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samedi 23 juin 2012

JOHN DEE A L'OPERA

Telegraph.co.uk
Saturday 23 June 2012

Damon Albarn interview: the magic and mystery of Dr Dee

Damon Albarn and Rufus Norris have let the subject of their opera Dr Dee - part of London 2012 Festival - become an obsession, says Shakespeare scholar Jonathan Bate.

No stone unturned: Shakespeare exhibition curator Dora Thornton with Rufus Norris (centre) and Damon Albarn.
No stone unturned: Shakespeare exhibition curator Dora Thornton with Rufus Norris (centre) and Damon Albarn.  Photo: Richard H Smith
The Diamond Jubilee river pageant was modelled on the aquatic comings and goings of Queen Elizabeth I, and the airwaves are humming with talk of the New Elizabethans. The Olympic opening ceremony will be based on the “isle of wonder” motif from Shakespeare’s The Tempest. Clearly, the time is ripe for the emergence of a modern Prospero. Step forward, Damon Albarn. He is in for an interesting summer. Blur will headline the closing ceremony concert in Hyde Park, but in the meantime he is busy with English National Opera.
I have a rendezvous with him and the director and co-creator Rufus Norris. Not at the London Coliseum, but up the road at the British Museum, where we are in the midst of installing the summer show Shakespeare: Staging the World. They have taken time out from the rehearsal room to come and look at a piece of shiny black stone about the size of a table tennis bat with no handle.
Albarn — slight, quietly spoken, intensely thoughtful — tells me he was so excited at the prospect that he woke at four in the morning. Norris, equally excited, says he could “spend a year in the museum” and it still wouldn’t be enough. The co-creators of Dr Dee are about to lay their hands on the scrying glass through which John Dee, court magus to Queen Elizabeth I, conversed with angels.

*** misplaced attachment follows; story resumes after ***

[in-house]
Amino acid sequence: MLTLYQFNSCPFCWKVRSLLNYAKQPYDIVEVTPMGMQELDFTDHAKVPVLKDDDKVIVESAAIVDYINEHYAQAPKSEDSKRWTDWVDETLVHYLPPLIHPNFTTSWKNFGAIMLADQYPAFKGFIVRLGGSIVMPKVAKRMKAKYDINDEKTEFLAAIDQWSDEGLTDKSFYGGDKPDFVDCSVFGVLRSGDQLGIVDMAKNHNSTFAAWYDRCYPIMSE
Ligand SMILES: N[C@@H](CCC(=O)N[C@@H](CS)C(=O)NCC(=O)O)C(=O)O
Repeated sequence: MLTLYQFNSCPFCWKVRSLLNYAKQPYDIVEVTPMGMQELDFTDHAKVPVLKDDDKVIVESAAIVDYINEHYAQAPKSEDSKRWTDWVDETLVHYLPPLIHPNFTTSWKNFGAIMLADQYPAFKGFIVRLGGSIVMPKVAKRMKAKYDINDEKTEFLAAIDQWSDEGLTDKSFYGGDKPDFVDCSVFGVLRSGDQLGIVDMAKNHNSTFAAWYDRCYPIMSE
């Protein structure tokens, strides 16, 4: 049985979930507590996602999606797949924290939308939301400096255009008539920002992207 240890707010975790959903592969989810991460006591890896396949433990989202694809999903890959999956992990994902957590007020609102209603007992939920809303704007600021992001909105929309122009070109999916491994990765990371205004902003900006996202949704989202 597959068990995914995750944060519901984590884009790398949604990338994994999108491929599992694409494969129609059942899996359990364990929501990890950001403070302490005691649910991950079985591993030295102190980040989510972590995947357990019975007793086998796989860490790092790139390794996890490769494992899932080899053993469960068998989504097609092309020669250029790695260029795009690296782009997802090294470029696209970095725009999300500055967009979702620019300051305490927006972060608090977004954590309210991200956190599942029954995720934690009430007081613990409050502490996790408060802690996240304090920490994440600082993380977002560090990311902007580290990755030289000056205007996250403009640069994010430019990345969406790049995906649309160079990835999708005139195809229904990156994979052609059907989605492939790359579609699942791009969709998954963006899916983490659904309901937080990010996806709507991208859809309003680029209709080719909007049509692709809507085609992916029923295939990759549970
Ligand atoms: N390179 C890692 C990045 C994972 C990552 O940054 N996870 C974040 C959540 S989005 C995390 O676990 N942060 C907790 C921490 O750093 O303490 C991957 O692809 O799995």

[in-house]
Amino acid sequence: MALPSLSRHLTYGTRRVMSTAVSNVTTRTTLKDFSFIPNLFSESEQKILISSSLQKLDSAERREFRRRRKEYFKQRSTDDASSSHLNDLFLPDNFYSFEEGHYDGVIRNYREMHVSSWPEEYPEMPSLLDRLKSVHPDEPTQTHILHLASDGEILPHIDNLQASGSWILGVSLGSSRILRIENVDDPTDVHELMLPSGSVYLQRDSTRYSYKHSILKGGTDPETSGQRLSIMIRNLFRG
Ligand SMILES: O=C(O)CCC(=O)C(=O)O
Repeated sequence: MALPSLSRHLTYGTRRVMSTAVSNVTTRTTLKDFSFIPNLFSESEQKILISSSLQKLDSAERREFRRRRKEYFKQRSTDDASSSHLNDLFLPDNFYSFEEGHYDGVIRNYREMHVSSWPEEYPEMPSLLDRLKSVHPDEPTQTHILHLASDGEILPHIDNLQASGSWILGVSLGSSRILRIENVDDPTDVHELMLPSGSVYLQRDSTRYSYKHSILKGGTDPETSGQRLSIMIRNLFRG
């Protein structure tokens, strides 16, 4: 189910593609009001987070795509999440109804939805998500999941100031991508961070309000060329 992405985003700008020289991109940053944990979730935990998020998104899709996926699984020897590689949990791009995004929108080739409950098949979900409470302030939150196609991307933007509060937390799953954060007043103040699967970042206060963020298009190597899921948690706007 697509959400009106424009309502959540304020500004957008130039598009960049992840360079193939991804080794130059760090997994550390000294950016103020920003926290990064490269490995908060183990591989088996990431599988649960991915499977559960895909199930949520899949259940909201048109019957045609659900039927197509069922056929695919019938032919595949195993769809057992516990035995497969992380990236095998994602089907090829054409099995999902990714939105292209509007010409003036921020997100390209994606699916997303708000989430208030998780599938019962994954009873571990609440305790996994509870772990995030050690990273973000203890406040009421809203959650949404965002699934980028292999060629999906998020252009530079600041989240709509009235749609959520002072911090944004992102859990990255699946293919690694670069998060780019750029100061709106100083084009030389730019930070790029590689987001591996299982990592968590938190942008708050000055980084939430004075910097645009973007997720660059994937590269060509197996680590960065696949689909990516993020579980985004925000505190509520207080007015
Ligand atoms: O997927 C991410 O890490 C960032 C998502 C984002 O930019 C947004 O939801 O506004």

Mathematician, astrologer, antiquary, political visionary and possible original for Shakespeare’s Prospero, Dr John Dee was one of the most extraordinary of the Old Elizabethans. He staged an undergraduate drama in which a giant scarab beetle carried an actor to the roof of the college hall as if by magic; he lectured on Euclid at prestigious universities across Europe; was offered the chair of mathematics in Paris before he was 25; became one of the first Englishmen to see the significance of the new astronomy of Copernicus; collected the greatest private library in the land; made serious attempts at the alchemical conversion of base metal into gold; invented the idea of the British Empire; perfected the art of navigation; reformed the calendar; pioneered the art of cryptography; and so impressed Queen Elizabeth that she went to his private house in Mortlake to watch him perform experiments.
Yet he died in poverty and obscurity in 1609, having devoted much of his later life to necromancy and angelology. His adventures in this department were marred by his involvement with an alleged con man, Edward Kelley, who plays an important part in Albarn’s opera.

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